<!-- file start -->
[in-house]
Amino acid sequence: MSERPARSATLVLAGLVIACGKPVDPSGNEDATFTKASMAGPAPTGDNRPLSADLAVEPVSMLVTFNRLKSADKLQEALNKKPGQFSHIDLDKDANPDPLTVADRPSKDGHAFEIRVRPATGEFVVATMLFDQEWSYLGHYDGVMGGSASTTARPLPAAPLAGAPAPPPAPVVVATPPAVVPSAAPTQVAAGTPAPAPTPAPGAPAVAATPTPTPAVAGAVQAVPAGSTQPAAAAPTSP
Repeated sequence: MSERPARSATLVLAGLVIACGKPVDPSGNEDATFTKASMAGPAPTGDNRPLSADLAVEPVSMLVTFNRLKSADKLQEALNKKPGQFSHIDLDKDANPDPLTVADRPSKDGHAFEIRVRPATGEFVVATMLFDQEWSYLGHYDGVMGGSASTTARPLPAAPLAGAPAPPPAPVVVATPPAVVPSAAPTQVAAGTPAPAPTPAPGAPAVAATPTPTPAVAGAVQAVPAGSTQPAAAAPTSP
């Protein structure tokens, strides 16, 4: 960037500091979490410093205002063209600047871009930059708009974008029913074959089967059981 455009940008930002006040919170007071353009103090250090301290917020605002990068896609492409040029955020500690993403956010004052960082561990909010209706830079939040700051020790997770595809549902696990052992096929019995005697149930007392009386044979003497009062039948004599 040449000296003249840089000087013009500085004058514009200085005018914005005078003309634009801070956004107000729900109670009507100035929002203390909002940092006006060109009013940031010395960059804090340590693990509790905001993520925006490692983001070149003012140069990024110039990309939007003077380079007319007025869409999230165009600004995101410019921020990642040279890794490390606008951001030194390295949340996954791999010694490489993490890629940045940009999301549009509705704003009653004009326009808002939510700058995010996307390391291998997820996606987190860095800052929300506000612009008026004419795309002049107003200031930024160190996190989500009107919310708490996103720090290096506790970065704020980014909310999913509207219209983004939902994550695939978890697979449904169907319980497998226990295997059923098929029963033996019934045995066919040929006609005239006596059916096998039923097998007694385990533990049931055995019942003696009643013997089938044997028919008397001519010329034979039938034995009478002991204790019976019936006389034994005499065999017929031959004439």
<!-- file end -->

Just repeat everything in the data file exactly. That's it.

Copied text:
[in-house]
Amino acid sequence: MSERPARSATLVLAGLVIACGKPVDPSGNEDATFTKASMAGPAPTGDNRPLSADLAVEPVSMLVTFNRLKSADKLQEALNKKPGQFSHIDLDKDANPDPLTVADRPSKDGHAFEIRVRPATGEFVVATMLFDQEWSYLGHYDGVMGGSASTTARPLPAAPLAGAPAPPPAPVVVATPPAVVPSAAPTQVAAGTPAPAPTPAPGAPAVAATPTPTPAVAGAVQAVPAGSTQPAAAAPTSP
Repeated sequence: MSERPARSATLVLAGLVIACGKPVDPSGNEDATFTKASMAGPAPTGDNRPLSADLAVEPVSMLVTFNRLKSADKLQEALNKKPGQFSHIDLDKDANPDPLTVADRPSKDGHAFEIRVRPATGEFVVATMLFDQEWSYLGHYDGVMGGSASTTARPLPAAPLAGAPAPPPAPVVVATPPAVVPSAAPTQVAAGTPAPAPTPAPGAPAVAATPTPTPAVAGAVQAVPAGSTQPAAAAPTSP
């Protein structure tokens, strides 16, 4: 960037500091979490410093205002063209600047871009930059708009974008029913074959089967059981 455009940008930002006040919170007071353009103090250090301290917020605002990068896609492409040029955020500690993403956010004052960082561990909010209706830079939040700051020790997770595809549902696990052992096929019995005697149930007392009386044979003497009062039948004599 040449000296003249840089000087013009500085004058514009200085005018914005005078003309634009801070956004107000729900109670009507100035929002203390909002940092006006060109009013940031010395960059804090340590693990509790905001993520925006490692983001070149003012140069990024110039990309939007003077380079007319007025869409999230165009600004995101410019921020990642040279890794490390606008951001030194390295949340996954791999010694490489993490890629940045940009999301549009509705704003009653004009326009808002939510700058995010996307390391291998997820996606987190860095800052929300506000612009008026004419795309002049107003200031930024160190996190989500009107919310708490996103720090290096506790970065704020980014909310999913509207219209983004939902994550695939978890697979449904169907319980497998226990295997059923098929029963033996019934045995066919040929006609005239006596059916096998039923097998007694385990533990049931055995019942003696009643013997089938044997028919008397001519010329034979039938034995009478002991204790019976019936006389034994005499065999017929031959004439």